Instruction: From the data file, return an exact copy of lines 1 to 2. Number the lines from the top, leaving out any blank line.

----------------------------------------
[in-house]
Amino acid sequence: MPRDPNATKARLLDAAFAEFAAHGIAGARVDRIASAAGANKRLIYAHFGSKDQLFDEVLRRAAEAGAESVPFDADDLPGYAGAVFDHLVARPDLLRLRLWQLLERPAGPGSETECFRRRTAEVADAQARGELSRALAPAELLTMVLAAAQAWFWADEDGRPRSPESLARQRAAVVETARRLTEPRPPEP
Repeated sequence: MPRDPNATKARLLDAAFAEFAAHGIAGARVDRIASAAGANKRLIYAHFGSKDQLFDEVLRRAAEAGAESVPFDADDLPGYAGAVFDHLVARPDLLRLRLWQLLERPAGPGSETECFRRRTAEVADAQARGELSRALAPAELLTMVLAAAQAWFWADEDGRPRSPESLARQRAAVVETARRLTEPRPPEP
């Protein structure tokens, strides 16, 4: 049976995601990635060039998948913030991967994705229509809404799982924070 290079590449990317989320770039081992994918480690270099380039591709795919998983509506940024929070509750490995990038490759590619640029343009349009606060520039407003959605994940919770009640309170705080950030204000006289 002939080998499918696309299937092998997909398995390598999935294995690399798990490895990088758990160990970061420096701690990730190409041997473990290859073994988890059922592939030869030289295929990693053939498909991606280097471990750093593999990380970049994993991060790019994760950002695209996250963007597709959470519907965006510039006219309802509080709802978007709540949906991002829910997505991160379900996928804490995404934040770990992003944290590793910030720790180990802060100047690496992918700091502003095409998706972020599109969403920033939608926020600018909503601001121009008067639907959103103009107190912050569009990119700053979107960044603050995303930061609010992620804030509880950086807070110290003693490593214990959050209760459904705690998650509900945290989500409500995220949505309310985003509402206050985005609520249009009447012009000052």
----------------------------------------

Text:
[in-house]
Amino acid sequence: MPRDPNATKARLLDAAFAEFAAHGIAGARVDRIASAAGANKRLIYAHFGSKDQLFDEVLRRAAEAGAESVPFDADDLPGYAGAVFDHLVARPDLLRLRLWQLLERPAGPGSETECFRRRTAEVADAQARGELSRALAPAELLTMVLAAAQAWFWADEDGRPRSPESLARQRAAVVETARRLTEPRPPEP